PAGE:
[bitcoin-dev] Bitcoin Core and hard forks
jtimon at jtimon.cc
Thu Jul 23 12:17:14 UTC 2015
On Wed, Jul 22, 2015 at 8:24 PM, Jeff Garzik via bitcoin-dev
<bitcoin-dev at lists.linuxfoundation.org> wrote:
> To the user, talk of a fee market is equivalent to talk about block size -
> various opinions are tossed about, but it doesn't really impact them. Fees
> have been low for 6 years.
> We see this with the actual data - no fee pressure on average for the
> entirety of bitcoin's history. We see this with the recent stress tests,
> which exposed dumb wallet behavior WRT fees. Users -and software- had the
That's because demand for space (transactions) was always lower than
the supply (block space) and no market price (fees) arose.
Now the market (not the supply) has changed: demand has increased.
With a fixed supply, it was perfectly reasonable to expect that fees
would rise (from zero).
If the user expectation is that a price would never arise because
supply is going to be increased ad infinitum and they will always be
able to send fast in-chain bitcoin transactions for free, just like
breath air (an abundant resource) for free, then we should change that
expectation as soon as possible.
> Remember, this is not a judgement on whether or not fee market/pressure
> should exist. It is simply a factual observation that users/market have not
> experienced this new economic policy.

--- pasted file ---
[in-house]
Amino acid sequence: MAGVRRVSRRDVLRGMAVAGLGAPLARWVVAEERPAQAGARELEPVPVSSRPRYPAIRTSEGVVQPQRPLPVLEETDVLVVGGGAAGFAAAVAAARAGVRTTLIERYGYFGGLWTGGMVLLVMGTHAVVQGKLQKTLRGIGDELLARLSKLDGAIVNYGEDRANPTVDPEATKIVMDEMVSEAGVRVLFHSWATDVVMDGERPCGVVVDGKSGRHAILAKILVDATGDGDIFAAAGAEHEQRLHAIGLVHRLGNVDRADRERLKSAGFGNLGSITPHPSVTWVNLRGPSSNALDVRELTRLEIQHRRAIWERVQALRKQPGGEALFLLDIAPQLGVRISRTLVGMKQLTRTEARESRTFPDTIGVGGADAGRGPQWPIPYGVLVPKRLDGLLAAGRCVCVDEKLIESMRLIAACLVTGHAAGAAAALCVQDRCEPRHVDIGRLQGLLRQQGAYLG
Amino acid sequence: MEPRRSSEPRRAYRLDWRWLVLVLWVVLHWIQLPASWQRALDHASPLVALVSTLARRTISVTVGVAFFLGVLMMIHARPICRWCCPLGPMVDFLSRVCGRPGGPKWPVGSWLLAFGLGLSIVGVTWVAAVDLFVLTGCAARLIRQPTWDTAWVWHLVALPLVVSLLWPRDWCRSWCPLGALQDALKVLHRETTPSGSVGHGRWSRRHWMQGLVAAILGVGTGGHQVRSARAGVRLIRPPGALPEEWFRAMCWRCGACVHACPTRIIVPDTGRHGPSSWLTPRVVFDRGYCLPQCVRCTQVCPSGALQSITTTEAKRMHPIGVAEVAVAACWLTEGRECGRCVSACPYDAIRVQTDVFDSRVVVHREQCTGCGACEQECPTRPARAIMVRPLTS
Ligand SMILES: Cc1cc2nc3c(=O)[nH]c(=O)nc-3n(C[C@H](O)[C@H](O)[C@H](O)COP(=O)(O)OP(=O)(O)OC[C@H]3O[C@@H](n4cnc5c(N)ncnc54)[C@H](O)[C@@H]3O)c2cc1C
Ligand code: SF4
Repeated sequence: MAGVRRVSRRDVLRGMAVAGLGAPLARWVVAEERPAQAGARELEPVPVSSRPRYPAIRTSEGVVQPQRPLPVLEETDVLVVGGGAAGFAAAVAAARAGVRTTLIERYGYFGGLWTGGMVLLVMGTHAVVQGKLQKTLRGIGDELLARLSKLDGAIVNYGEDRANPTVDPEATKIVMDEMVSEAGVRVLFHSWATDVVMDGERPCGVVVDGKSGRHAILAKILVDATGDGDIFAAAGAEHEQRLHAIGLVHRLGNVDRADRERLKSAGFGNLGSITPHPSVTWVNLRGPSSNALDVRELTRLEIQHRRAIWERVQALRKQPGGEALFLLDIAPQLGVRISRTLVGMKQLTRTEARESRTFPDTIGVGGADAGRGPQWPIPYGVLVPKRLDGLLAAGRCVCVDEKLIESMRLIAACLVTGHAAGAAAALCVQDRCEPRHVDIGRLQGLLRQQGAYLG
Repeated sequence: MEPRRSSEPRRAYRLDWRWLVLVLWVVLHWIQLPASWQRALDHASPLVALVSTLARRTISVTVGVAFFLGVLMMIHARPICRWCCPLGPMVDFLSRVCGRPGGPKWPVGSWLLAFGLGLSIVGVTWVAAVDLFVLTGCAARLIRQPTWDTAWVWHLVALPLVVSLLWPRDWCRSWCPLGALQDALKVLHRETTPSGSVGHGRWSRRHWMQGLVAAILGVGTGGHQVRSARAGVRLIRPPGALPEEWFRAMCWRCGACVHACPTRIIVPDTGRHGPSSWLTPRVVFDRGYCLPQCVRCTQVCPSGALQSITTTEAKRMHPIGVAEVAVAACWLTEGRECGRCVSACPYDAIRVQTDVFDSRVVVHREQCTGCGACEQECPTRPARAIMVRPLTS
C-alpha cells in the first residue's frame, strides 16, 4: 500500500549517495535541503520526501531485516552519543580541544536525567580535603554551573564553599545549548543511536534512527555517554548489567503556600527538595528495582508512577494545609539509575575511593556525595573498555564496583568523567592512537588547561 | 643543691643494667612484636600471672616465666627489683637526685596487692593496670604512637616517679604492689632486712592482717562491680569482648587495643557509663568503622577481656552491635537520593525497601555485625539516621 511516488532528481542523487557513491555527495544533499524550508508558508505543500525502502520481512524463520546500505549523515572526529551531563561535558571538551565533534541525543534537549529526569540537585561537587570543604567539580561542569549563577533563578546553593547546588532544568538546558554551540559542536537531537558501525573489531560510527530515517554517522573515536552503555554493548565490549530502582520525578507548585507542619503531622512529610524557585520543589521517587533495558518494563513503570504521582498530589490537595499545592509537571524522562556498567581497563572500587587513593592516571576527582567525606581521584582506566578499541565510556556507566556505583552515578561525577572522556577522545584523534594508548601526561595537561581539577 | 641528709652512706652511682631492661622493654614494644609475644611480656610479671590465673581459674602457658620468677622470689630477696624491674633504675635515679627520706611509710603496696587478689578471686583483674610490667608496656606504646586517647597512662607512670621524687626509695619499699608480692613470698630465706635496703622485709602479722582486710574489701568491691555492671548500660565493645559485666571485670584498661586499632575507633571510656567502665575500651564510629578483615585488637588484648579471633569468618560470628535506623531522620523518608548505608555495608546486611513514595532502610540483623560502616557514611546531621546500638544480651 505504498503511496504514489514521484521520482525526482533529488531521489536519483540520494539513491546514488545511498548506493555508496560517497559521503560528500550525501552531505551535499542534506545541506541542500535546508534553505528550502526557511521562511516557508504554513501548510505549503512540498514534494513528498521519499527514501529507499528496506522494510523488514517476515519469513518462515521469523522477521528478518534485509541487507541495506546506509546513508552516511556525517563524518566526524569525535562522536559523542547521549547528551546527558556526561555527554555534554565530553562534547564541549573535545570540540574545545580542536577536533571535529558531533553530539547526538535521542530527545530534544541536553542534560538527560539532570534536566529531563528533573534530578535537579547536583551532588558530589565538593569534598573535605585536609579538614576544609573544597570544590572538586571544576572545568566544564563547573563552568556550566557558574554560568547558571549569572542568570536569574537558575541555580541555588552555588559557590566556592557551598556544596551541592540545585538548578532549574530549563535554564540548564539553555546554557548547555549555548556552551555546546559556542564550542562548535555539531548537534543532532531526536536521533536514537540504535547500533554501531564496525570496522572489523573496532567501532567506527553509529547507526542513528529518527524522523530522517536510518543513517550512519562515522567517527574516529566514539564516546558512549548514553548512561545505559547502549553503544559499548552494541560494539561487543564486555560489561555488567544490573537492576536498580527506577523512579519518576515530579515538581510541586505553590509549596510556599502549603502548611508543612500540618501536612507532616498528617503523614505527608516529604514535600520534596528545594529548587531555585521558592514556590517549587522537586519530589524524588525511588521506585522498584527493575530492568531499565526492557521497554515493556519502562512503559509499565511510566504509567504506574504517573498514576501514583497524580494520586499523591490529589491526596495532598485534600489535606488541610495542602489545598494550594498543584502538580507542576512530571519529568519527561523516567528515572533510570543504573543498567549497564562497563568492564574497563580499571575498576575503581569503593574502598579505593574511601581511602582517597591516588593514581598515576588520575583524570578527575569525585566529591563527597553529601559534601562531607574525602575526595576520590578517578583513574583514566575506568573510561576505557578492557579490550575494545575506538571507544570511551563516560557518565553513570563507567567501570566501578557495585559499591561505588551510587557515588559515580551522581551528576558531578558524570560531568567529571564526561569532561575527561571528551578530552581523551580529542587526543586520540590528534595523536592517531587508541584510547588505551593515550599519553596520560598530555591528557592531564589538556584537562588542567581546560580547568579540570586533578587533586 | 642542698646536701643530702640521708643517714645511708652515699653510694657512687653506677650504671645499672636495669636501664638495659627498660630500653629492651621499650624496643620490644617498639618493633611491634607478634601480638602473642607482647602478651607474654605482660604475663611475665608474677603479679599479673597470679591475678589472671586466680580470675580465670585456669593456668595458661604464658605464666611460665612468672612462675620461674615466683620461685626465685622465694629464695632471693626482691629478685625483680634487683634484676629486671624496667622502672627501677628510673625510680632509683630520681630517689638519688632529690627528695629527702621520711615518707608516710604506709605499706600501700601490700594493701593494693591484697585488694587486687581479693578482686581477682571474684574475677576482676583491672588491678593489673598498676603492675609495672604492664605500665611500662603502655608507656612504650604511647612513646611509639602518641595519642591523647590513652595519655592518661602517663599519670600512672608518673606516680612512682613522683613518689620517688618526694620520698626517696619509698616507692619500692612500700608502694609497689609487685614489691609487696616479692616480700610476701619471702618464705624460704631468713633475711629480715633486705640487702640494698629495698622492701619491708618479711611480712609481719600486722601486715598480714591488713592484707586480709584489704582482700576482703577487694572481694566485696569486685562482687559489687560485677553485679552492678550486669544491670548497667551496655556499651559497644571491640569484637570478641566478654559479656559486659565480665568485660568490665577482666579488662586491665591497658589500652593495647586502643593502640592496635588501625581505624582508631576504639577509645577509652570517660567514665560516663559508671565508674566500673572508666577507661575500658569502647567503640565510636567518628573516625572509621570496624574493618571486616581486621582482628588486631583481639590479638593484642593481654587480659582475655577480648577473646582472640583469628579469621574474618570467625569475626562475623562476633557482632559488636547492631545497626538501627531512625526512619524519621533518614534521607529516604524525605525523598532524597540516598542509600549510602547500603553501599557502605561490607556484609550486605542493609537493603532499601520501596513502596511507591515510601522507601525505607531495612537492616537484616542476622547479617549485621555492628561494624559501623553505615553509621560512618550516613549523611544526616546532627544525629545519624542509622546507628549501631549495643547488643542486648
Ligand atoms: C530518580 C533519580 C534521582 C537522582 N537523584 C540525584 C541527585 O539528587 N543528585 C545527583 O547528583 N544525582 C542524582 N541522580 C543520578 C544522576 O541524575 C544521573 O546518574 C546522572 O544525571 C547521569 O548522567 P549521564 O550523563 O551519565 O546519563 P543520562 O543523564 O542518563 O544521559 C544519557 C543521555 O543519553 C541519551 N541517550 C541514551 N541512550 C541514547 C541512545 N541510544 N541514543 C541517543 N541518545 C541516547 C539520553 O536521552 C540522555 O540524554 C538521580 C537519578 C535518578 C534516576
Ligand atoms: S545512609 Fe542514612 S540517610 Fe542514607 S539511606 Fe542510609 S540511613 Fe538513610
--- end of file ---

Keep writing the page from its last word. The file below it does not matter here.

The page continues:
It is not a new economic policy, it is a new market situation. Please,
stop saying that.
> That opens the question - why now? Why make bitcoin growth more expensive
> at this time in its young life? Many smart people would prefer that bitcoin
> continue to grow, rather than making the system more expensive to use right
If "not now", then when?
I've been asking that question repeatedly and the closest to an answer
that I got from the "not now side" was "the hashrate being paid by
fees instead of subsidy it's too far away in the future to worry about
That answer is not very satisfying to me.
> Choosing "let a fee market develop" -- today -- is picking economic sides,
> picking winners & losers in the market.
Yes, business plans that rely on free in-chain transactions may fail,
business plans that are planning for a future with fees and without
subsidies may get the advantage they deserve. But "kicking the can" is
just picking winners and losers in opposite way.
You seem to imply that rewarding inertia and laziness is the best
option for short-term bitcoin adoption and you may be right.
I simply think these arguments shouldn't be considered at all: the
criteria for the consensus block size should be purely based on
technological capacity (propagation benchmarking, etc) and
centralization concerns (those in the "not now side" have already seen
this 2-year-old video, right?).
But it seems to me that the "not now side" has no centralization
concerns at all and their true position is "not ever hit the blocksize
limit", that's the only explanation I can find to their lack of
answers to the "when do you think we should allow users to notice that
there's a limit in the blocksize to guarantee that the system can be
decentralized?". I've even read that the consensus limit "was just a
temporary measure". Then Gavin lowers his 32 GB limit to an 8 GB
Maybe I'm being paranoid, but I'm really afraid that when the "not
now side" wins this battle (like they've won for 6 years, as you say)
they will simply advance the front and start another battle, because
their true hidden faction is the "not ever side".
Please, Jeff, Gavin, Mike, show me that I'm wrong on this point.
Please, answer my question this time.
If "not now", then when?
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